Right to the city
Climate Crisis and Right to the City
Tue, 08 Nov 2022
Last month, we were excited to attend the World Human Rights Cities Forum in person again after two years of remote participation. The 12th edition of the World Human Rights Cities Forum was held from 10 - 13 October 2022 in the City of Gwangju, Republic of Korea, focusing on the theme of Climate Crisis and Human Rights. For three days, we had the chance to connect and learn with a diverse network of like-minded activists, civil society organizations, experts, and government officials working hard to advance rights-based action plans toward a sustainable future.
On 12 October, we co-organized a panel session at the Forum with the Global Platform for Right to the City titled: "Right to the City: Citizen-led Collective Action for Climate Justice." The session included Nelson Saule Jr from the Global Platform for Right to the City (GPR2C), Nastasia Tysmans from StreetNet International, and Rizqa Hidayani, Kota Kita's Urban Resilience Program Manager. Vanesha Manuturi, Communications and Advocacy Manager at Kota Kita, moderated the discussion. The session aimed to initiate a conversation on how the Right to the City perspective can be a reference framework for equitable climate action that citizens and communities lead at the local level and exchange experiences through case studies of citizen-led efforts in reclaiming their right to a safe, inclusive, and sustainable urban future.
Saule Jr from GPR2C elaborated that in addressing the complex nature of climate crisis and cities, the Right to the City concept can emphasize political participation and inclusive citizenship as critical components in building a just and inclusive local climate agenda. The focus on citizens was echoed by Kota Kita's Rizqa Hidayani, who raised the issue of the urban food systems and climate crisis. "Any measure to address climate change must be seen as an opportunity also to address development problems and reduce social inequalities and poverty, including the right to food," Hidayani noted. Meanwhile, Tysmans shared about the organization's work to empower informal street vendors to address the impact of the climate crisis by building shared knowledge and underlined the importance of building cross-sectoral allies. "We can no longer work in silos. We have to find creative ways to work with one another and take advantage of our diverse positions and our diverse ideas," Tysmans said. The discussion concluded with a shared statement on the need to build more cross-sectoral coalitions and engage local government allies as a vital strategy to further advance the Right to the City concept as a practical framework for a more just and equitable climate agenda.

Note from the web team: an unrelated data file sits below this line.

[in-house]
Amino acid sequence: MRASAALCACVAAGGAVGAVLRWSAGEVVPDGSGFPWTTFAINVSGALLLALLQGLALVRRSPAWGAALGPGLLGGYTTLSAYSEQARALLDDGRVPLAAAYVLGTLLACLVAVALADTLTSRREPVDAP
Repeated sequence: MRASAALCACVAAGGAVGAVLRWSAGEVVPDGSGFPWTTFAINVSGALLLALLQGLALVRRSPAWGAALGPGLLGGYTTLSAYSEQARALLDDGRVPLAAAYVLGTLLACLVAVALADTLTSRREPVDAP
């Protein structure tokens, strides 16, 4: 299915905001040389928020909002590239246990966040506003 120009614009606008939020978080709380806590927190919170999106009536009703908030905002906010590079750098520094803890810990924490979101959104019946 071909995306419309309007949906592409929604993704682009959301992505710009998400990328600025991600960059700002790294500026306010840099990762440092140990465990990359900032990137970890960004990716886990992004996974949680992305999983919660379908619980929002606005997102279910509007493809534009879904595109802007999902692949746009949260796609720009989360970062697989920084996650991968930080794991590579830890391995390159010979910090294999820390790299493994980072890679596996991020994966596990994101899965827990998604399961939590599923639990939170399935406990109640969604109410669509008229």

With the increasing climate pressures and the urgency of more concrete climate actions, discussions from the World Human Rights Cities Forum echoes our agenda to advocate for collective action, justice, and participation as critical components of climate agendas at the global and local level. By putting citizens at the heart of decision-making processes, we can create a more inclusive and climate-resilient urban future, not only for an elite group of people but for all citizens and inhabitants.